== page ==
Widgets Magazine

Senate urges CAPS improvements, tables Islamophobia bill

In its 24th meeting on Tuesday night, the 18th Undergraduate Senate unanimously passed a resolution on mental health and wellness that encourages increased funding for Counseling and Psychological Services (CAPS) in order to hire more counselors. The Senate also approved a bill seeking comment from the student body about divesting student funds distributed by ASSU from fossil fuels.

In addition, the Senate tabled a bill addressing media independence and a bill seeking to recognize the fight against Islamophobia. The latter decision culminated in the bill’s author, Senator Khaled Aounallah ’19, leaving the meeting early after a heated back-and-forth.

The Senate urged increased funding for CAPS, tabled two bills and agreed to seek comment on student funds divestment from fossil fuels (EDER LOMELI/The Stanford Daily).

CAPS and student funds divestment

According to CAPS Director Ronald Albucher, the average wait-time for a routine CAPS visit is three weeks. The bill states that CAPS counselors are critically underpaid; this causes problems with staff retention rates, which in turn create a lack of continuity in services for students who return to CAPS. A counselor mentioned in the bill, who wished to remain anonymous, said that demand for counselors has increased after the 2016 election, especially amongst students from marginalized groups.

To combat these issues, the Senate’s resolution urges increased funding for CAPS to hire new, diverse counselors at more competitive pay rates.

The bill specifies that the University ought to hire counselors that better reflect the diversity of the student body and requests that CAPS place counselors at community centers and housing front desks on campus in order to reach more students geographically.

The Senate also unanimously passed a bill to seek comment from the Stanford Student Enterprises (SSE) Board of Directors and the Financial Manager of ASSU regarding divestment of all student funds from the top 200 coal, oil and gas companies. In addition, ASSU will invite comment from the broader student body regarding the implications of such divestment.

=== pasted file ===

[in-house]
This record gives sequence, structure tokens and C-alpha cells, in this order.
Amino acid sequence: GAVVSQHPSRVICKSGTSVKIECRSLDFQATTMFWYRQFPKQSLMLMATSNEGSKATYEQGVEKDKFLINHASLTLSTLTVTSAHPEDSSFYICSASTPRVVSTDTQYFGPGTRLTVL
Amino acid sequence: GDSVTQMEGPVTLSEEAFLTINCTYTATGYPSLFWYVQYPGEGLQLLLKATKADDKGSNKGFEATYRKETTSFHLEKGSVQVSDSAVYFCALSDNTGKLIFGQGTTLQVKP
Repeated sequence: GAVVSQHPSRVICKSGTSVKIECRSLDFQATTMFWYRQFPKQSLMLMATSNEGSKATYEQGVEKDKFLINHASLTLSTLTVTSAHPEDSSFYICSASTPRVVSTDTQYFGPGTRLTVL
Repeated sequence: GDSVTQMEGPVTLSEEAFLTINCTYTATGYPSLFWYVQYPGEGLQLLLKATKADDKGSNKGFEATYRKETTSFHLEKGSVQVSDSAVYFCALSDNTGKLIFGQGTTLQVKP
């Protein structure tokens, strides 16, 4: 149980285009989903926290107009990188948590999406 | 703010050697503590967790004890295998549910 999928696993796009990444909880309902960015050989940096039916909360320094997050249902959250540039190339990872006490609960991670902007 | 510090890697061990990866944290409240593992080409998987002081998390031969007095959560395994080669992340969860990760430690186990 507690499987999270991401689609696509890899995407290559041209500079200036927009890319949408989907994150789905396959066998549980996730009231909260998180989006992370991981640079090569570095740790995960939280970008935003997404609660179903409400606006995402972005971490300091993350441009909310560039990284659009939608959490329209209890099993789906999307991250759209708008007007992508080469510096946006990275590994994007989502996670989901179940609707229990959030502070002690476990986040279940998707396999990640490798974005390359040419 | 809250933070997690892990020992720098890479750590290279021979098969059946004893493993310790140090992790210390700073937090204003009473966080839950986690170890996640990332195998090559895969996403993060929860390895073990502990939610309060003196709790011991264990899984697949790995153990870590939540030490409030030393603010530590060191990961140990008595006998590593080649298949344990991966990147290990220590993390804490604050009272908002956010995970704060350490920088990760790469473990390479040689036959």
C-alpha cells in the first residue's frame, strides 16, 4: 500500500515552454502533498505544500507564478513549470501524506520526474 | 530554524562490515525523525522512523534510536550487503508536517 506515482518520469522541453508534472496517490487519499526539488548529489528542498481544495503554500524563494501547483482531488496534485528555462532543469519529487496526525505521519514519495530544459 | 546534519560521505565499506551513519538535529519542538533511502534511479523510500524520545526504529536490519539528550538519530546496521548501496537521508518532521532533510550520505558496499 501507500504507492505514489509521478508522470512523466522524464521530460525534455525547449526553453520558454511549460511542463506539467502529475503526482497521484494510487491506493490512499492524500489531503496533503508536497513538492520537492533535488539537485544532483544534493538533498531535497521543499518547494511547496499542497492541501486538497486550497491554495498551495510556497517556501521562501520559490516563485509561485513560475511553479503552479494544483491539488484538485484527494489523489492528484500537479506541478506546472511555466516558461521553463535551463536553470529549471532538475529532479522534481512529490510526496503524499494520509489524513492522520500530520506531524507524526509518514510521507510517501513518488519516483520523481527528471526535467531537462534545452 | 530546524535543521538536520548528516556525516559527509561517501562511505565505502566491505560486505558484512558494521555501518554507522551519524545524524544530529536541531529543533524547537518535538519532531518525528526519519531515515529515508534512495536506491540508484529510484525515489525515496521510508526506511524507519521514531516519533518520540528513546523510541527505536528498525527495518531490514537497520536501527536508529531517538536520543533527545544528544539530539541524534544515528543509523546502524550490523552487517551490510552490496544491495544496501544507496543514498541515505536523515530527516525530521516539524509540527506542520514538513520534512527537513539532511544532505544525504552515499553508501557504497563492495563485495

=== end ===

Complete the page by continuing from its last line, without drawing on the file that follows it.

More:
Senators ultimately decided that only verified students should be able to comment via confidential online forums and that comments will not be anonymous.

“[This bill] opens up a lot of dialogue on campus, instead of rushing to a decision right away,” Chair of Academic Affairs Committee Gabe Rosen ’19 said. “[It also sets] a great standard for bills going forward: They have to have direct impact on Stanford students.”

Media and Islamophobia bills tabled

The Senate went on to discuss the “Student Media Independence Act,” a resolution authored by Caleb Smith ’17, assistant general manager of KZSU Stanford and a Daily staffer. Smith’s bill sought to prevent conflicts of interest faced by student media outlets on campus that cover the Senate and also receive funding from ASSU. The bill would create an independent commission to approve funding requests from media groups.

However, some senators, including Matthew Cohen ’18, were concerned that the act would simply transfer the same problem to another body without removing the perceived conflicts of interest. Senators pointed out that there have not been any instances of retaliation from a Senator based on media coverage in Senate’s history, and, as such, many senators expressed concerns that the bill seeks to solve a nonexistent problem.

Finally, the Senate discussed a bill to recognize and support the fight against Islamophobia. Aounallah, the author of the bill, emphasized the importance of passing the resolution immediately in order to support the Muslim community in the context of President Donald Trump’s recent executive orders.

However, Senator Jasmin Espinosa ’18  felt that the bill would have greater impact if it had more student signatures. Aounallah pointed out that the bill was crafted after numerous discussions with members of the Muslim Student Union, which he is a part of. He also said that garnering credibility was less pressing than the need to show support for the Muslim community during this time. Rosen expressed support for the effort but reiterated the need for more certified student support of the bill in order to make it as powerful as possible.

After intense discussion, the bill was tabled and Aounallah left the Senate meeting before it officially ended.

 

Contact Ellie Bowen at ebowen ‘at’ stanford.edu.